Monday, May 24, 2010

Cornix et Canis (DeFuria)

SOURCE: This comes from the Latin translation that accompanies De Furia's edition of the Greek Aesopic corpus, published in 1810 and available at GoogleBooks. This is fable 251 in De Furia; for other versions, see Perry 127.

READ OUT LOUD. Choose which marked text you prefer to practice with - macrons or accent marks - and read the text out loud until you feel comfortable and confident. Then, try reading the unmarked text at the bottom. It should be easy for you after practicing with the marked texts. :-)


MACRONS. Here is the text with macrons:

Cum Cornix Minervae sacrificāret, Canem ad epulum invitāvit. At ille, Quid frustrā, inquit, haec in sacrificium absūmis? Dea enim adeō tē ōdit, ut tibi unī, ex tuī generis avibus, auguriī fidem dētraxerit. Cui Cornix, Idcirco, ait, magis illī sacrificō, ut mihi tandem reconciliētur.


ACCENT MARKS. Here is the text with accent marks, plus some color-coding for the words of three or more syllables (blue: penultimate stress; red: antepenultimate stress):

Cum Cornix Minérvae sacrificáret, Canem ad épulum invitávit. At ille, Quid frustra, inquit, haec in sacrifícium absúmis? Dea enim ádeo te odit, ut tibi uni, ex tui géneris ávibus, augúrii fidem detráxerit. Cui Cornix, Idcírco, ait, magis illi sacrífico, ut mihi tandem reconciliétur.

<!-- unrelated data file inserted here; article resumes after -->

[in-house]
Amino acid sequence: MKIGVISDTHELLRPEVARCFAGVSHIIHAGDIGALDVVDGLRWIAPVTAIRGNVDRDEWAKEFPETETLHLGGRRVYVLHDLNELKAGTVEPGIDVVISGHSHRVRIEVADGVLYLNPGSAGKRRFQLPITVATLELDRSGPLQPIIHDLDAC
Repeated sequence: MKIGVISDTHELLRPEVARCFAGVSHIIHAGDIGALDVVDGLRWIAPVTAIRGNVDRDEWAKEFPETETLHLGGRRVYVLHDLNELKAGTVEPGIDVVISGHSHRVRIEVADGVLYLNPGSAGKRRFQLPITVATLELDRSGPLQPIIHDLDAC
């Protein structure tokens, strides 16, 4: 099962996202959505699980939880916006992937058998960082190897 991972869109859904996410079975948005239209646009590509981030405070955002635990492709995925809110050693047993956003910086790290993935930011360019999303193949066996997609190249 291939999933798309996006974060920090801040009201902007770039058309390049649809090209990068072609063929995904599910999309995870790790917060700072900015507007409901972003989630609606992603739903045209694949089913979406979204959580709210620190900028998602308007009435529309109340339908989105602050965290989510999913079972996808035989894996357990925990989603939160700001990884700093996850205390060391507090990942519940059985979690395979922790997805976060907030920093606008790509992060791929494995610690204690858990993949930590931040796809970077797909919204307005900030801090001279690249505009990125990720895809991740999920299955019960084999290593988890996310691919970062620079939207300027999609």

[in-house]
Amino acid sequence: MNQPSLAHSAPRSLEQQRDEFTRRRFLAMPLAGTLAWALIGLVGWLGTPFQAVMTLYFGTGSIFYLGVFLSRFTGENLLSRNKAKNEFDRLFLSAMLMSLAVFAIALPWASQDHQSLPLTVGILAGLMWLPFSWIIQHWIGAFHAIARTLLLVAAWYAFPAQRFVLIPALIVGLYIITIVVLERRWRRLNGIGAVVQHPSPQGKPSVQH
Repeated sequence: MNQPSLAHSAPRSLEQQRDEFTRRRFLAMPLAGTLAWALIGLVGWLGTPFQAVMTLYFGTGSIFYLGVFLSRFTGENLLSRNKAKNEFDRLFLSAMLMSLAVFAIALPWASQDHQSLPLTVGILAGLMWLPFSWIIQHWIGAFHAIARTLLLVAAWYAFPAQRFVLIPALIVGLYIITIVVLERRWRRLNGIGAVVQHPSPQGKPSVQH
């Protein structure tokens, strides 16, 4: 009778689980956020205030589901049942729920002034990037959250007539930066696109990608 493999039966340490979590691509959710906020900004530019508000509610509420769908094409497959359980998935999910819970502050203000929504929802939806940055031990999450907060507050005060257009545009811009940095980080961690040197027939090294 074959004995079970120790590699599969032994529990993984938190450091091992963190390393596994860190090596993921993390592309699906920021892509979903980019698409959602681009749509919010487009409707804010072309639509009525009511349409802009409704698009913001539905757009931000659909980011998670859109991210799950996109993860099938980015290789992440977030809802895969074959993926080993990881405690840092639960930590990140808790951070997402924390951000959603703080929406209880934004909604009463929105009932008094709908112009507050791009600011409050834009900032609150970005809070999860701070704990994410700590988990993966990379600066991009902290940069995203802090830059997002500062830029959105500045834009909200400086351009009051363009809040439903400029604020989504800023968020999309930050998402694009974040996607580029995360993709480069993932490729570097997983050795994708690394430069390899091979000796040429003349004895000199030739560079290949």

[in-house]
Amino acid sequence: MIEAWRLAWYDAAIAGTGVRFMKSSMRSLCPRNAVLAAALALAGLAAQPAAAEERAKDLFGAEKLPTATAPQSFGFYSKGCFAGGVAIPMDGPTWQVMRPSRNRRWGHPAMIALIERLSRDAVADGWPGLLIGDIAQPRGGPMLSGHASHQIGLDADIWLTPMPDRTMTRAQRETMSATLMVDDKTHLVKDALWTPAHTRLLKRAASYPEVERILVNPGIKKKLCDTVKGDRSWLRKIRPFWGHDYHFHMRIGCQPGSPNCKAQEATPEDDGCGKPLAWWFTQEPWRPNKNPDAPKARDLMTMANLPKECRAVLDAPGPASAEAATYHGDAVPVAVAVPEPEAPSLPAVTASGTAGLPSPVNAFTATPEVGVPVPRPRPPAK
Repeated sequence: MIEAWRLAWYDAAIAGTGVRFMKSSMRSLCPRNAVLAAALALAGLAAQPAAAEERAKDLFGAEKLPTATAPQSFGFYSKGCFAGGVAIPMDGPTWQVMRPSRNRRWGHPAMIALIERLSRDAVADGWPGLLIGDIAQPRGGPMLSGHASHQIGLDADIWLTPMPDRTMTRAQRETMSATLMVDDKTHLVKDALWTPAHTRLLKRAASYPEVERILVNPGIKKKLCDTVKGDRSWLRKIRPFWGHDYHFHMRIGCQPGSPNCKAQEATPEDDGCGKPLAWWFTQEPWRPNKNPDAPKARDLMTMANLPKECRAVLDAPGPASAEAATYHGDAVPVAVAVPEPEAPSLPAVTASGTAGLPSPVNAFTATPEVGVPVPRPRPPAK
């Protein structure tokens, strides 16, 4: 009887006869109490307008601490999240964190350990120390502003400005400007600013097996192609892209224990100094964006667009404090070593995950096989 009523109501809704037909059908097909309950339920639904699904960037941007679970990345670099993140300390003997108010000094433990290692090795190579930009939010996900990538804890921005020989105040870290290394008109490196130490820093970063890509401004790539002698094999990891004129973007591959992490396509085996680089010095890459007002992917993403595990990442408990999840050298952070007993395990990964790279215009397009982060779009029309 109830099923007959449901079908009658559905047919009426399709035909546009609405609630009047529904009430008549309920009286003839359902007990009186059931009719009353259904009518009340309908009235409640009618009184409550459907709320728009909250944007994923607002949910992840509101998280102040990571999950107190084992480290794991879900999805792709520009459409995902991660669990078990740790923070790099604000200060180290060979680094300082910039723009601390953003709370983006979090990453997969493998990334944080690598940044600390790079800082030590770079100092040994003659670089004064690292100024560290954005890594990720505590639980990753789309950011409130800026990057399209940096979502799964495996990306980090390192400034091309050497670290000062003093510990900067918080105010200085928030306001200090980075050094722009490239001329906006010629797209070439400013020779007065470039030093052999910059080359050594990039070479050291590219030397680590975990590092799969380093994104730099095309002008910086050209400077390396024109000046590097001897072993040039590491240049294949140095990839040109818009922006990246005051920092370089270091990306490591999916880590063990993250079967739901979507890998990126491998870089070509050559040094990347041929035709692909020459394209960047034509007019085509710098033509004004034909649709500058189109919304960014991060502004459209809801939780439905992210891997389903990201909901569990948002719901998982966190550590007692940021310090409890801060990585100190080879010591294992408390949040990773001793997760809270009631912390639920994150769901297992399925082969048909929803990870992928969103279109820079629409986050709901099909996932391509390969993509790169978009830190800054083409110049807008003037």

UNMARKED TEXT. Here is the unmarked text - after practicing with the marked text that you prefer, you should not have any trouble with the unmarked text:

Cum Cornix
Minervae sacrificaret,
Canem
ad epulum invitavit.
At ille,
Quid frustra, inquit,
haec
in sacrificium absumis?
Dea enim
adeo te odit,
ut tibi uni,
ex tui generis avibus,
augurii fidem detraxerit.
Cui Cornix,
Idcirco, ait,
magis illi
sacrifico,
ut mihi
tandem reconcilietur.



Here is an illustration from the Medici Aesop, which is online at the New York Public Library website.




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